Movies Till Dawn: Getting Dark

*indicates that the film is also available to rent, buy, or stream on various platforms.

Master Gardener” (2022, Magnolia Pictures*) Joel Edgerton tends to wealthy Sigourney Weaver’s sprawling garden (and to Weaver herself) by day and to his own troubled psyche at night, until the arrival of Weaver’s grandniece (Quintessa Swindell) upends their carefully constructed thicket of emotional reserve. Transformation and redemption of a solitary man by Paul Schrader, who places “Master Gardener” in a sort of loose trilogy with his recent (and equally solid) “First Reformed” and “The Card Counter”; like those films, this is thorny material (pun intended) and eventually comes down to violence (Schrader wrote “Taxi Driver,” “Last Temptation of Christ,” etc.). As with those films, it’s never gratuitous or particularly cathartic; Schrader carefully stacks the deck for his characters until an explosion of sorts, and its accompanying fallout, is all that remains for options. Magnolia’s Blu-ray is widescreen.

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Photo Gallery: The Million Mrs. Roper Romp Saturday in Santa Monica

The Million Mrs. Roper Romp. Photo by Mike Guerena.

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“Frankenstein 1930” Theater Review

Halloween season is upon us and the audience was in full force at last night’s preview of “Frankenstein 1930” at the Long Beach Playhouse’s Mainstage Theater, running Sept. 23rd to Oct. 21st.

Young and old alike crowded the seats to house capacity in giddy anticipation of the theatrical adaptation of the 1931 Universal classic with a large, ensemble cast.

The production was led by director David Scaglione, who also created the excellent scenic design. Stage blocking and making use of the entire thrust stage and aisles made for an immersive audience experience, although his “Directors Notes” in the program was inexplicably riddled with errors and misinformation.
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Chef Stephanie Izard’s Chili Crisp-Inspired Collab with Hidden Valley Ranch

Image credit: Galdones Photography

This Little Goat, created by Chef Stephanie Izard (Girl & the Goat, Cabra), has just launched its newest condiment. Created in collaboration with Hidden Valley Ranch, Ranch Chili Crunch merges the umami blast of Chili Crunch’s gochugaru chilis, fried garlic, puffed quinoa, and sesame oil with the zest of Hidden Valley Ranch’s classic seasoning mix. 

You can use Ranch Chili Crunch to add a kick to an ordinary bowl of ramen, elevate chicken wings, spice up scrambled or deviled eggs, add dimension to noodles or pizza, and more. 

This is just the latest in a series of interesting collaborations that Hidden Valley Ranch, dating back to 1954, has been involved in. This past March, they created a limited-edition ranch-flavored ice cream with Van Leeuwen ice cream.

This Little Goat’s Ranch Chili Crunch goes on sale on September 20. Found exclusively on This Little Goat’s website, this limited-edition chili crisp-style condiment is available only while supplies last. 

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The L.A. Times Night Market Returns This Weekend!

The L.A. Times Food Bowl Night Market is back! Now in its seventh year, The Times’ Night Market is bigger than ever, with three weekend days of food and drink festivities, from September 22-24.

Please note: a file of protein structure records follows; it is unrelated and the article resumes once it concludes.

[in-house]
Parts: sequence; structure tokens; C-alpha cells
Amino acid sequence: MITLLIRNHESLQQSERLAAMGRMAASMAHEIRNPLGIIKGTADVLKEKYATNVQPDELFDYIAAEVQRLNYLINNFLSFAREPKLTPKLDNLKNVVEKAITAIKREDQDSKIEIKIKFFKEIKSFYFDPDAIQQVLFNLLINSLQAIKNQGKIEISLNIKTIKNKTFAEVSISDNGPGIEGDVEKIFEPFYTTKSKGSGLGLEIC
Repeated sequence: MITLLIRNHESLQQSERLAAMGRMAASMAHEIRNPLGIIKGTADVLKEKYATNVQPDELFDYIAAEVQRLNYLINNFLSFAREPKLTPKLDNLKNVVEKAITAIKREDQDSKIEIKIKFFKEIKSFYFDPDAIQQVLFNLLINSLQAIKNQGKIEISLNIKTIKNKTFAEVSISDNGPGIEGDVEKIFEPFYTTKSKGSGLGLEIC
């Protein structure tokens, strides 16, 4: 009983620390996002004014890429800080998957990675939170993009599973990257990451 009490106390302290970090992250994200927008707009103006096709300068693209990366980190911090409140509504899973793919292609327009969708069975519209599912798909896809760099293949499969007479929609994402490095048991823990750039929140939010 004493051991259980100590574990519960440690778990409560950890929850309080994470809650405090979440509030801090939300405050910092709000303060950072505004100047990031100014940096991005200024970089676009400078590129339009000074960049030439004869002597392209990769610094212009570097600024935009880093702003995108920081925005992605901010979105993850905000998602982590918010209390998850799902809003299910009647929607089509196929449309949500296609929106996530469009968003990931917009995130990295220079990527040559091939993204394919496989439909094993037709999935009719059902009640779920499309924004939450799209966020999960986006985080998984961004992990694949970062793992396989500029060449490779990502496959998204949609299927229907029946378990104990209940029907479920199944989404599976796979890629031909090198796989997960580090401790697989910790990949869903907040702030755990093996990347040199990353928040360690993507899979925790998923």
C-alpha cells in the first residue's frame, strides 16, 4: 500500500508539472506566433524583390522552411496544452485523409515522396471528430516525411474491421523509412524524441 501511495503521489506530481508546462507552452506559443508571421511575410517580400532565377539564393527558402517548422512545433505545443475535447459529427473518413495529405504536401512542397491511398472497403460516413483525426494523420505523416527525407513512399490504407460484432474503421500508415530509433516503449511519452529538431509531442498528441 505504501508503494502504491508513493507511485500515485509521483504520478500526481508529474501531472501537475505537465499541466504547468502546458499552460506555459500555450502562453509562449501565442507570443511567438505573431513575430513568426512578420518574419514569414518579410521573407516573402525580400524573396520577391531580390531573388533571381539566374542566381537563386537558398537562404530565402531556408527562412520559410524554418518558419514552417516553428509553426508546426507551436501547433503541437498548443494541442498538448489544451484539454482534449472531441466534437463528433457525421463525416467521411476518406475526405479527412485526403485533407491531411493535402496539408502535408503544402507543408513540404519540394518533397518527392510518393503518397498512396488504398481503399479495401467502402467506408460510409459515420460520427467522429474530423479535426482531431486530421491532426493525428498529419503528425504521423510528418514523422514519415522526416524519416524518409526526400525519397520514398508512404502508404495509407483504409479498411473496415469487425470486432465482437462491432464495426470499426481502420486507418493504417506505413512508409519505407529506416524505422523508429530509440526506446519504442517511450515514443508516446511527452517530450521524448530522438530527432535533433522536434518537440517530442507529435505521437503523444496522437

Night Market is a unique opportunity to experience the enormous range of cultures and cuisines that make up LA’s diverse food scene… all in one place. Set at a historic spot – the backlot of Hollywood’s Paramount Studios – you’ll encounter unlimited tastings from more than 120 restaurants, live cooking demos from world-renowned chefs and culinary personalities, DJs, and more.

Friday night’s event, “Fiesta Friday,” will focus on restaurants and cocktails from Mexico, the Caribbean, and beyond. Bricia Lopez (co-owner of Guelaguetza and esteemed cookbook author) and Danny Trejo (actor, restauranteur, and activist) will be on The L.A. Times Food Stage for live demonstrations. Among the dozens of restaurants sharing samples: Holbox, Guelaguetza, Chichen Itza, Villa’s Tacos, Caviar Kaspia, Kogi BBQ, Fishing with Dynamite, Bridgetown Roti, East Side Cheesecakes, Ceviche Stop, Nossa Caipirinha Bar, and much more.

“Saturday Night Flavor,” on September 23 will include live on-stage demos from Food Network personality Aarti Sequeira, Chef Thitid “Ton” Tassanakajohn (chef/owner of Le Du in Bangkok, Thailand), Justin Pichetrungsi (chef/owner, Anajak Thai), Ahmad Alzahabi, a.k.a. “The Golden Balance”, and Nick DiGiovanni (author of “Knife Drop.”). Participating restaurants include Girl & the Goat, Camphor, Chao Krung, Tuk Tuk Thai, n/soto, Kinn, Sichuan Impression, STK Steakhouse, The Brothers Sushi, Osteria Mamma, Poncho’s Tlayudas, Salt & Straw, Loreto, Broad Street Oyster Company, and much more.

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John Waters Gets His Star on the Hollywood Walk of Fame!!!

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Movies Till Dawn: All Points on the Map

*indicates that this title is also available to rent, purchase from, or stream on various platforms.

Black Circle” (2018, Synapse Films*) A self-help record from the 1970s which promises to reduce the negative elements in the listener’s life proves accurate for sisters Felice Jankell and Erika Midfjall, albeit with one unsettling side effect: said negative elements manifest as doppelgangers of the listener that gain more power with every spin of the LP. Mexican-Swedish horror from Spanish director Adrian Garcia Bogliano plays a neat trick with two well-worn genre tropes – the Undying Influence of the Forbidden Object (see: M.R. James, Clive Barker, etc.) and the Secret Danger of Cult Thought – and merges them together in a largely cohesive and creepy film; the disorienting audio/visual palette is its chief selling point, though Eurocult fans will appreciate the presence of ’60s/’70s era exploitation star Christina Lindberg as the record’s creator. Synapse’s Blu-ray includes commentary by Bogliano, who’s also featured in an interview with Lindberg; the disc also includes a making-of featurette, Bogliano’s short “Don’t Open Your Eyes” (on which “Black Circle” is based), and a CD of Rickard Gramfors’ unnerving score.